This calls for a totally different way of thinking about God.  What a universalist message this book’s author writes against the narrow nationalism of postexilic Judaism that had become exclusivistic, nationalistic and xenophobic.  This little Jonah book throws open the doors and widens the embrace of divine mercy.  We North American Christians can surely find some connections here.  Are we not narrow in our nationalism, often blurring the kingdom of empire with the kingdom of God, are we not exclusive about whom God loves, sometimes becoming overly preoccupied about who’s in and who’s out, are we not also fearful of others, to the point of even exchanging the quintessential Christian command to love our enemies for a virtual feeling of safety and security against the Ninevites of our world?  Speak to us Jonah!  We hear you.  Loud and clear.

In the Markan passage, Jesus is the messenger of repentance, just like Jonah.  Only Jesus seems to be willing, unlike Jonah.  Jesus’ message is way more inviting than the fear-based sermon of Jonah.  “The kingdom of God is at hand, it’s here.  Repent and believe in the Good news of God.”  And of course that good news of God is no other than the messenger himself!  The kingdom of God is here cuz Jesus is here.  This is the point where, when I lexio divined this passage in preparation for this week’s homily, my heart was touched.  The Good News is Jesus.  The messenger is Jesus.  The messenger is the message—and it’s good news to those who hear it.  And if the hearers don’t respond they will, as Jonah pronounced to the Assyrians, in fact die.  And I’m not talking about hell after death.  I’m talking about hell before death.  I believe in life before death as much as life after.  For any life lived not walking in the good news of God is hell.  I’ve tried it, I know what that’s like and I will never not walk in the good news of God again.  I will surely die.

And just like Jonah, fish have an important role in the plot.  When Jesus passes along the Sea of Galilee, he calls Simon, Andrew, James and John (aka Sons of Thunder—Dr. Jim Reinhard says there’s only 1 reason 2 men would be given THAT nickname—all of them fishermen—to follow him and he’ll make them fish for people.  And in typical Markan fashion and just like the Assyrians in the Jonah story, euthus—immediately, they left their father in the boat and followed Jesus.  Must have been something quite compelling about the messenger and the message or perhaps the urgency of the tone, that makes the hearers immediately follow.  I suspect they already knew Jesus and were drawn to this good news of God.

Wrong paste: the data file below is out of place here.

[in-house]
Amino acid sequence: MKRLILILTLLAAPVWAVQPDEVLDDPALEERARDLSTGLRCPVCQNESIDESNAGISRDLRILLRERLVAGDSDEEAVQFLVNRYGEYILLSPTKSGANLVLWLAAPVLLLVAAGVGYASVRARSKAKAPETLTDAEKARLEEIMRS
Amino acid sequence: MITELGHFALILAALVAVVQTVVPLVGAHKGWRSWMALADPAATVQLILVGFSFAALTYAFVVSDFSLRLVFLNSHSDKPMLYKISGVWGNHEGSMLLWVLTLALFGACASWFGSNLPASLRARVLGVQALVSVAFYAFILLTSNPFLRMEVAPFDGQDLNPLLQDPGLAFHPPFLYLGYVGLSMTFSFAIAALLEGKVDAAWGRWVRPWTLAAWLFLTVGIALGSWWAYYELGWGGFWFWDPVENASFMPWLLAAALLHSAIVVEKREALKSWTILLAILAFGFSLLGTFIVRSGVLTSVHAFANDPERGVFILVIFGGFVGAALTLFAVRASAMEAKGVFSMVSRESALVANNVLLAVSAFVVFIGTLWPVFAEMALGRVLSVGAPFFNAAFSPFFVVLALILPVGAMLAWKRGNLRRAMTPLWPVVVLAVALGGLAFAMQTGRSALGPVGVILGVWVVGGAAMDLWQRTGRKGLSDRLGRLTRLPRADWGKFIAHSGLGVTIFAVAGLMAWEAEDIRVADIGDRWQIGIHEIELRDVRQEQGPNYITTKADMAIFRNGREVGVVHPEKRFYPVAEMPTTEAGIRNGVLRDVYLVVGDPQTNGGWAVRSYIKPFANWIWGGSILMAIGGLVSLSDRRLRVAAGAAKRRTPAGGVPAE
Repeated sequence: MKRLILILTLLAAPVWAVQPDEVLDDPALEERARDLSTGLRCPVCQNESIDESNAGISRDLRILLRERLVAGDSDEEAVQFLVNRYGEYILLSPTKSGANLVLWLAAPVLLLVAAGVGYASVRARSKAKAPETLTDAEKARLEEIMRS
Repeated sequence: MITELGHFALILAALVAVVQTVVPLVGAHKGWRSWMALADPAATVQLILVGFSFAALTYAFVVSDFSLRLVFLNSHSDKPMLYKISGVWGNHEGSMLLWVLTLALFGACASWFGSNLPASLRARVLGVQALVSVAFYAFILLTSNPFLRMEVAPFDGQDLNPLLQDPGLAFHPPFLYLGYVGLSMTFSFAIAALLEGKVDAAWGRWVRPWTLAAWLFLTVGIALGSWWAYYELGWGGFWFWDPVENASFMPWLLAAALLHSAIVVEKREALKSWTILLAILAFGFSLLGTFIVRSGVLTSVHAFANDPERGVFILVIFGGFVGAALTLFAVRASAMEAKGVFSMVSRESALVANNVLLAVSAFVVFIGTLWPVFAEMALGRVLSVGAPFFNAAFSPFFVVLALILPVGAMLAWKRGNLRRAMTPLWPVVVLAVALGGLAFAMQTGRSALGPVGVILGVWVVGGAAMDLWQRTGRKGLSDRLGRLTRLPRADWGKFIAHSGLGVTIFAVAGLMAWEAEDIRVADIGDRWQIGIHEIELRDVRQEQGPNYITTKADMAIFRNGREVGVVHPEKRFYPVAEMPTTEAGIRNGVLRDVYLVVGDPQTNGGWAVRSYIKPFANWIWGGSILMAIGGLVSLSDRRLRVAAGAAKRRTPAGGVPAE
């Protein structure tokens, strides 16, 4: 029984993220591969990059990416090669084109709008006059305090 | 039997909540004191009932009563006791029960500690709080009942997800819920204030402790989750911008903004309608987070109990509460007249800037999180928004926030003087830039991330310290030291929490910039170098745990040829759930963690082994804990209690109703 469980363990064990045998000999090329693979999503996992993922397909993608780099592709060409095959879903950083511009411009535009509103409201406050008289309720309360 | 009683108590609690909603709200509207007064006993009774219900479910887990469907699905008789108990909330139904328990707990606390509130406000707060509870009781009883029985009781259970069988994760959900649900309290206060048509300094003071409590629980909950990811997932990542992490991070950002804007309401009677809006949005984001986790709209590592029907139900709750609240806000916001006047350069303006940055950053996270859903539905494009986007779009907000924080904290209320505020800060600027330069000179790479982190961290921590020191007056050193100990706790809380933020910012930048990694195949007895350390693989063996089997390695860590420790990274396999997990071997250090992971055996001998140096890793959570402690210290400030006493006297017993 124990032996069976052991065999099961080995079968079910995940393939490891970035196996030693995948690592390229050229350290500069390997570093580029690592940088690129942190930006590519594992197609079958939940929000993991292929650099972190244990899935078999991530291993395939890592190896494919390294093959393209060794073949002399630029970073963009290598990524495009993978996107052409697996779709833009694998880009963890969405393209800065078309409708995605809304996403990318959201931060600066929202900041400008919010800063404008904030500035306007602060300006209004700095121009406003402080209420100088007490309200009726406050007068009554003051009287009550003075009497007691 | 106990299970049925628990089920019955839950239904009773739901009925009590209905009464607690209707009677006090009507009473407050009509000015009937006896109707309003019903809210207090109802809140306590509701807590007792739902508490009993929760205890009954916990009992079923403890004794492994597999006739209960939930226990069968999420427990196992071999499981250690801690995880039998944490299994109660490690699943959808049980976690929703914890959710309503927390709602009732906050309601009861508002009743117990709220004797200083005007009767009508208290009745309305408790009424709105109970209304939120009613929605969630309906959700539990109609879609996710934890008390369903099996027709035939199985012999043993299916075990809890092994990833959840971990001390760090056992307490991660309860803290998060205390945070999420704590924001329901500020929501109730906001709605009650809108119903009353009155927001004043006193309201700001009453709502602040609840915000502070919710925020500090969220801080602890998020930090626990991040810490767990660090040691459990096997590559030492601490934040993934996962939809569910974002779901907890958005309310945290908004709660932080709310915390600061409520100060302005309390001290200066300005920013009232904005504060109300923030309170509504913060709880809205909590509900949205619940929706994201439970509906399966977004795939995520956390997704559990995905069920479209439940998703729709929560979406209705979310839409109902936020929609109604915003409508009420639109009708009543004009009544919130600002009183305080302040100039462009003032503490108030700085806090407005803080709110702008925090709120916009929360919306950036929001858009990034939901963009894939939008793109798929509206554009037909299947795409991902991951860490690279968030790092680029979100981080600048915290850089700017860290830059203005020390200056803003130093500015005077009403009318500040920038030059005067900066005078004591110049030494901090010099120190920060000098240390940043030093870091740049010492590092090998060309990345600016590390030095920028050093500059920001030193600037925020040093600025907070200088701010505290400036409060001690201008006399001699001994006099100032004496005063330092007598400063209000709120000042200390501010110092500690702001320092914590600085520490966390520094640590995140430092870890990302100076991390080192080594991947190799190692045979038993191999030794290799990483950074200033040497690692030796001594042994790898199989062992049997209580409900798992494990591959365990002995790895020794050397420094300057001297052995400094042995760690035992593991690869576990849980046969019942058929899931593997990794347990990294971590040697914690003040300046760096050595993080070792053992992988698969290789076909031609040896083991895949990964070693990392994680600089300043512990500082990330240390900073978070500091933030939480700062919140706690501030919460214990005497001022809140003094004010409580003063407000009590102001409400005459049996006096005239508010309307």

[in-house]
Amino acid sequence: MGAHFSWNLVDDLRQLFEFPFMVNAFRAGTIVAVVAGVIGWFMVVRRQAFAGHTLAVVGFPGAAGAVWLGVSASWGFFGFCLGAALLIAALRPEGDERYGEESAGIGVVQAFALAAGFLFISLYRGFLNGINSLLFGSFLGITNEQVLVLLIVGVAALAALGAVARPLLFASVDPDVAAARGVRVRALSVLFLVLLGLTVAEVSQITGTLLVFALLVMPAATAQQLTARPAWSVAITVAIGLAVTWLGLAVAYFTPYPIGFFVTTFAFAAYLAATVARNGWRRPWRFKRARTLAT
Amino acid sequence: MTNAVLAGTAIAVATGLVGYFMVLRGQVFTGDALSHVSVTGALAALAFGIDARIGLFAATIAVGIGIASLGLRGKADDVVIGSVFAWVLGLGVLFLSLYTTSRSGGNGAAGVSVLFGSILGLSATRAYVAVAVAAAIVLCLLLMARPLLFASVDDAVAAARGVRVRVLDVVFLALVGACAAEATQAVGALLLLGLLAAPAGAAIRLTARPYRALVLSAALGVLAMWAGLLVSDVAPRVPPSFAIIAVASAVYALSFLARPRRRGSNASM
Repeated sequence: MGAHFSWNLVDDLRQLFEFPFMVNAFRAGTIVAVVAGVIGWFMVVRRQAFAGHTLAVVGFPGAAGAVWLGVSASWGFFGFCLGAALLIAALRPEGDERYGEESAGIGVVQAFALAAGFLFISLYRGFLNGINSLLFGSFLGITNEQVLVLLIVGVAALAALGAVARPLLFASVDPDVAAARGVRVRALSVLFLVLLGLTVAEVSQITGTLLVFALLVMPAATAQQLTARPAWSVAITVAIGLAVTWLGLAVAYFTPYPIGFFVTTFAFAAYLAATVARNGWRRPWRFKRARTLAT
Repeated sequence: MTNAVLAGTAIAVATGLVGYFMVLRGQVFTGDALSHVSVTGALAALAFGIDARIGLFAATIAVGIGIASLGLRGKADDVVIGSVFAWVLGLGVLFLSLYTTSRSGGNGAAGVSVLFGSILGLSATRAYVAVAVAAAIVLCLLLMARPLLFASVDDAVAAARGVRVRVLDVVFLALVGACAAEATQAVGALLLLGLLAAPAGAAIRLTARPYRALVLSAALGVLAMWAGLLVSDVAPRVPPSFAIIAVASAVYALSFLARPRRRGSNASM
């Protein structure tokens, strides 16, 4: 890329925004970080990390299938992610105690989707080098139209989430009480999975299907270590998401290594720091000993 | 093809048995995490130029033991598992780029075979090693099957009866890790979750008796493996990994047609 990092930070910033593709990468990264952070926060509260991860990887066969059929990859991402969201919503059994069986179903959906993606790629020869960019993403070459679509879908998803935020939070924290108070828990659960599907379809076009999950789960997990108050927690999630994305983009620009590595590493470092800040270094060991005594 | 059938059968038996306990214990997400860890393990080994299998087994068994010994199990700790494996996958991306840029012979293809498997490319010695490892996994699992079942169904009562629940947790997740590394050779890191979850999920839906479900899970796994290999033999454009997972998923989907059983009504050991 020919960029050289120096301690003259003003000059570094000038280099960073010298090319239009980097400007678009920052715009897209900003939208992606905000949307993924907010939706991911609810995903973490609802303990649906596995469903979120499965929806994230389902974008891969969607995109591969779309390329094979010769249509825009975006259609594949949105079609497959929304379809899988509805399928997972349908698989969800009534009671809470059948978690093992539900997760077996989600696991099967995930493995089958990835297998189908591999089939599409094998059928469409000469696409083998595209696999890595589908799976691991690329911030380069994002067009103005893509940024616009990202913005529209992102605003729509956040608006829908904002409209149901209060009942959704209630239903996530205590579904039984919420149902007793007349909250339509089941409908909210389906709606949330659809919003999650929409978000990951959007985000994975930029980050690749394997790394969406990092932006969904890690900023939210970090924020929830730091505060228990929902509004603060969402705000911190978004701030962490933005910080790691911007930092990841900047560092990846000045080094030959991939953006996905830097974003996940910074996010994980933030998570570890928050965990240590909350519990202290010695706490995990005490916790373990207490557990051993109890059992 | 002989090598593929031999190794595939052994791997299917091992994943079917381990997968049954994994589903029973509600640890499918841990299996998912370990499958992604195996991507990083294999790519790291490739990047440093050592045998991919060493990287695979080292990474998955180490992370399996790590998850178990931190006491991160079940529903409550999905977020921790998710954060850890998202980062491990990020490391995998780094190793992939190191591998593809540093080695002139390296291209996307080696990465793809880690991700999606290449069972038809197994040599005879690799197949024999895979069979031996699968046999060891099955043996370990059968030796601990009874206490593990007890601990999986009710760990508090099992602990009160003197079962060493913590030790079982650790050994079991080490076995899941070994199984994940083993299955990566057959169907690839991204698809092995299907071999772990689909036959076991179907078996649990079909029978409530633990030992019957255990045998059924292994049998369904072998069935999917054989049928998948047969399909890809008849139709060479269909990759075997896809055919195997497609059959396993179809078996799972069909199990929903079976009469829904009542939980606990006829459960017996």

At first read of the Corinthian text, this 21st century, North America woman and more importantly, wife, jolts at the incredulity of such words from St. Paul, the patron saint of this very church and the third messenger in this week’s texts.  He recommends to his hearers, in his equally urgent message to that of Jonah and Jesus, to live in the way of the hos me, “as if not.”  Verse 29, “Let those who have wives be as if they had not a wife, those who mourn as if they were not mourning, those who rejoicing as if they were not, those who buy as if they had no possessions, etc.”  I don’t know of a wife who’d be too pleased at a husband who lived as if he had not a wife.  But I don’t want to be too hard on St. Paul—after all, he’s reflecting his culture as we all do–and the worldview in 1st century Christian culture was a tad bit dualistic.  And we can see evidence of it in this text certainly.  Paul seems to infer that the good news of God can’t be lived in the husbanding, mourning, rejoicing, buying—the ordinary time.  And that true, good-news-of-God-work is living detached from these people and things.  How contrary to a holistic view that suggests that it’s in ordinary time that we see and hear God best.  He also thought Jesus was returning immediately, certainly within his generation.  Verse 31 says that the present form of this world is passing away.  So there’s an urgency here about Paul and his message that we can surely understand.  Live, then, as if you’re not in bondage to other people and things.  Attach yourselves, instead, to the good news of God cuz it’s so good and there’s so little time that you’re to live in the world of “as if not.” 

Three messengers:  Jonah, Jesus, Paul.  Three messages:  repent or die, repent cuz the good news of god is here, live as if not.  All urgent messages, all requiring a response from the hearers.  This good news of god is too good, too urgent to ignore.  If we do, we’ll surely die.  May we hear and respond.